On 12 Mar 2007, at 01:20, M. Edward (Ed) Borasky wrote:
> Well, in the specific case of Ruby, I don't think it will be "taken  
> away" so much as it will be "purchased." My license says  
> essentially, "Here is this idea I had expressed in software. If you  
> are willing to do the work to make a business out of it, great, I  
> don't expect anything in return for it."
>
> Then again, I've been programming a long time, and intend to keep  
> doing it till they pry my cold dead fingers off the keyboard.  
> (Unless, of course, I figure out a way to turn thought directly  
> into code without requiring tongues or fingers. *That* I might not  
> give away. :) )

I must admit that I don't have any interest in my 'old' code at all,  
so the thought of other people running off with it and doing their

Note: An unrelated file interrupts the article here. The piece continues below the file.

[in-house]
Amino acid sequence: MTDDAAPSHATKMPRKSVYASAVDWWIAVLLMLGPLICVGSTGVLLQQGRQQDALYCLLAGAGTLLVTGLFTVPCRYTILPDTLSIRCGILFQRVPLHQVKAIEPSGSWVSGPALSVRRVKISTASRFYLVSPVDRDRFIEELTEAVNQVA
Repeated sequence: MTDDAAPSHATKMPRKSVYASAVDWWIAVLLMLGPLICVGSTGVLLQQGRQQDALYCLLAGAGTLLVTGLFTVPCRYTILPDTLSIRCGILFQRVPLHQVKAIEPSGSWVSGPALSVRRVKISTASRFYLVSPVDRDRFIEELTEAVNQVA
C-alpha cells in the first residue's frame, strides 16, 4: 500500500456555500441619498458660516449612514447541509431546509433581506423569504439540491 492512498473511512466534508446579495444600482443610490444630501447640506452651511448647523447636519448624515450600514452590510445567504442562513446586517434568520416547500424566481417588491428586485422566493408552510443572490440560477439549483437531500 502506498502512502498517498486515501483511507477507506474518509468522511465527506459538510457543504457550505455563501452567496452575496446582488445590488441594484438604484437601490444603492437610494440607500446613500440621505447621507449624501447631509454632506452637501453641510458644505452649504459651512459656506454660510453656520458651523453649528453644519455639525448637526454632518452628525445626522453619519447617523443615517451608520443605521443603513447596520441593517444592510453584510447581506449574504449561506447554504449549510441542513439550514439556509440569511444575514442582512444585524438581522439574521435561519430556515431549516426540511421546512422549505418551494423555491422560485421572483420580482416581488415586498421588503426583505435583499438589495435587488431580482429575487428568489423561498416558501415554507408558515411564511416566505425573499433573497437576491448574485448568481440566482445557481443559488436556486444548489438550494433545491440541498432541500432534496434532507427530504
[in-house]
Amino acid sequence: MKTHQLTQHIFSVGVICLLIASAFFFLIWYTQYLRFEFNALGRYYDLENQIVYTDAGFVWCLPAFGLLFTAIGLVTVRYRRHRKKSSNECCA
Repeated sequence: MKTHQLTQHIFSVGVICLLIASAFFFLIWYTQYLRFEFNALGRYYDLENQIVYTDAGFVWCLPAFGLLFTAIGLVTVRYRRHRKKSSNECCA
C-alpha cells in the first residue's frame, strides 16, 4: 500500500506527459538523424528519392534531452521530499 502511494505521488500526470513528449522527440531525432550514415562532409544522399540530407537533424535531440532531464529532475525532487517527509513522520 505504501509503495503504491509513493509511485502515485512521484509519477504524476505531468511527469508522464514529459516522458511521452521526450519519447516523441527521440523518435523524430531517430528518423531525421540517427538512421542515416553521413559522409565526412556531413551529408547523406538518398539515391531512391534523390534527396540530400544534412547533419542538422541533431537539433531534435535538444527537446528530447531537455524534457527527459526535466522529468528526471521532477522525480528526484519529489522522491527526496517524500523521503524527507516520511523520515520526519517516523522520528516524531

own thing really doesn't bother me. Been there, done that, bored now.  
If someone can figure out a way of making millions off some random  
crufty code I threw together as a quick hack one Saturday then good  
luck to them :)

The couple of open-source projects I'm currently trying to get up and  
running are BSD licensed for the simple reason that the people  
they're targeted at are generally BSD-license friendly, but all the  
commercial code I've written has been locked under proprietary  
licenses and if I ever had to do anything similar in the future, well  
a good clean-room rewrite would be a blessing in disguise.


Ellie

Eleanor McHugh
Games With Brains
----
raise ArgumentError unless @reality.responds_to? :reason